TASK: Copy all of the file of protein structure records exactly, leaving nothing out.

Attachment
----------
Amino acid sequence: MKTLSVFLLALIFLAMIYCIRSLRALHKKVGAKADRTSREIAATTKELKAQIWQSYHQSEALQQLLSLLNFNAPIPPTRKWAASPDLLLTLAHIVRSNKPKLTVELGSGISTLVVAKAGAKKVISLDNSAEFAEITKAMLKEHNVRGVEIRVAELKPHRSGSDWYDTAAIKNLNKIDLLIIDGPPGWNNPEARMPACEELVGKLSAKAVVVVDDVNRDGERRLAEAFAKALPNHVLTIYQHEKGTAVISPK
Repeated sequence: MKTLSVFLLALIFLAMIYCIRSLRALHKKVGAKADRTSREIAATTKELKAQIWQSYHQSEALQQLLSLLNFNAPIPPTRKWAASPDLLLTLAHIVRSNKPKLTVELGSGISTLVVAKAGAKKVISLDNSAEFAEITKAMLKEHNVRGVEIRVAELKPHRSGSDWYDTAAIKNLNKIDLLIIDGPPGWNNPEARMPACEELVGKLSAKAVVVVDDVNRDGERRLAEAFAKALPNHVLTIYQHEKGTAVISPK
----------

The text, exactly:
Amino acid sequence: MKTLSVFLLALIFLAMIYCIRSLRALHKKVGAKADRTSREIAATTKELKAQIWQSYHQSEALQQLLSLLNFNAPIPPTRKWAASPDLLLTLAHIVRSNKPKLTVELGSGISTLVVAKAGAKKVISLDNSAEFAEITKAMLKEHNVRGVEIRVAELKPHRSGSDWYDTAAIKNLNKIDLLIIDGPPGWNNPEARMPACEELVGKLSAKAVVVVDDVNRDGERRLAEAFAKALPNHVLTIYQHEKGTAVISPK
Repeated sequence: MKTLSVFLLALIFLAMIYCIRSLRALHKKVGAKADRTSREIAATTKELKAQIWQSYHQSEALQQLLSLLNFNAPIPPTRKWAASPDLLLTLAHIVRSNKPKLTVELGSGISTLVVAKAGAKKVISLDNSAEFAEITKAMLKEHNVRGVEIRVAELKPHRSGSDWYDTAAIKNLNKIDLLIIDGPPGWNNPEARMPACEELVGKLSAKAVVVVDDVNRDGERRLAEAFAKALPNHVLTIYQHEKGTAVISPK